The English Opium Eater, Robert Morrison’s gripping biography of Thomas De Quincey, passionately argues for the critical importance and enduring value of this neglected essayist, critic, and biographer. Friend of Wordsworth, Coleridge, and Carlyle, De Quincey stood at the meeting point between high art and hack journalism, and engaged with nearly every facet of nineteenth century literary culture. A major influence on later writers such as Edgar Allan Poe, Charles Dickens, William Burroughs and Peter Ackroyd, De Quincey richly merits Robert’s thorough and perspicacious reevaluation.
The English Opium Eater has received excellent reviews both in Canada and Britain. “Not only scholarly but thought–provoking; thorough, but also scintillating, and a genuine pleasure to read,” says Robert J. Weirsema in Quill and Quire, naming it a book of exceptional merit. The Literary Review (UK) calls it “impressive,” while Sam Leith, writing in The Spectator, adds: “I knew that I was on to a good thing with this book before the page numbers were even out of roman numerals… This was a lively life, and this is a lively Life…”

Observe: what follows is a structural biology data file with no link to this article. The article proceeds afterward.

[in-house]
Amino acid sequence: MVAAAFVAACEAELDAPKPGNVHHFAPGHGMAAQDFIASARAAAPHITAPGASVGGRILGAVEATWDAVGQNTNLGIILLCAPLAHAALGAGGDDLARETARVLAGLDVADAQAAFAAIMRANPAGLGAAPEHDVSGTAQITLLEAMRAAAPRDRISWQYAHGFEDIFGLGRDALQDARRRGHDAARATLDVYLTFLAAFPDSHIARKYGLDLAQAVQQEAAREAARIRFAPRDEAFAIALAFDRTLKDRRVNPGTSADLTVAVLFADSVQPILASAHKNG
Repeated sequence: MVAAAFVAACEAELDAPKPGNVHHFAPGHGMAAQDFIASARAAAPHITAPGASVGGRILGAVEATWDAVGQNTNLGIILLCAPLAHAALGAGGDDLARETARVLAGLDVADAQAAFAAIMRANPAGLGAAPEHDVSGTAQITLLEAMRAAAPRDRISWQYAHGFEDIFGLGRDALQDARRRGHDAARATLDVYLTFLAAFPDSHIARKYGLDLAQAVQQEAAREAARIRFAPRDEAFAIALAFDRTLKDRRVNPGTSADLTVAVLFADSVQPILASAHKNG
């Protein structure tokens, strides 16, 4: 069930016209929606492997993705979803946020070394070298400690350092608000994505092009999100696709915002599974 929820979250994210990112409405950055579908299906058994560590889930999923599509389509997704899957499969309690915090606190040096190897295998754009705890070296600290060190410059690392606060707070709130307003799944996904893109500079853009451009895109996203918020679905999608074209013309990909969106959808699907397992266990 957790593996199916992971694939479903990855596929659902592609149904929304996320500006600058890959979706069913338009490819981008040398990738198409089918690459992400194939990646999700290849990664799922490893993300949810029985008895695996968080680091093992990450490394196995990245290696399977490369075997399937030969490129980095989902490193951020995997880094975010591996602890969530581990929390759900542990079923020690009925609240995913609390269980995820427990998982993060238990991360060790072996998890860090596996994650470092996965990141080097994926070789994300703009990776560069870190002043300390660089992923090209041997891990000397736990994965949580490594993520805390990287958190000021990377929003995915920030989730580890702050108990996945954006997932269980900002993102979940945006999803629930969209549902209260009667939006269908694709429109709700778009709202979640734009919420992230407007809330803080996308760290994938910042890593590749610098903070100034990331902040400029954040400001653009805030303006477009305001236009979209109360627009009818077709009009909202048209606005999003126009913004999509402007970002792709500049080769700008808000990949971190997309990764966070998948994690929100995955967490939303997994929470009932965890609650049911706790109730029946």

Recently, The English Opium Eater was shortlisted for the James Tait Black Memorial Prize in Biography, one of England’s oldest and most prestigious literary awards.
A world–renowned professor of Romantic Literature at Queen’s University, Robert received his Ph.D. from Edinburgh University. Editor and contributor to numerous scholarly works, he is also the recipient of an Ontario Undergraduate Student Alliance Teaching Award, two Frank Knox Awards for Excellence in Teaching, and the W. J. Barnes Award for Excellence in Teaching.
Robert lives in Kingston.
Photo Credit: Alastair Morrison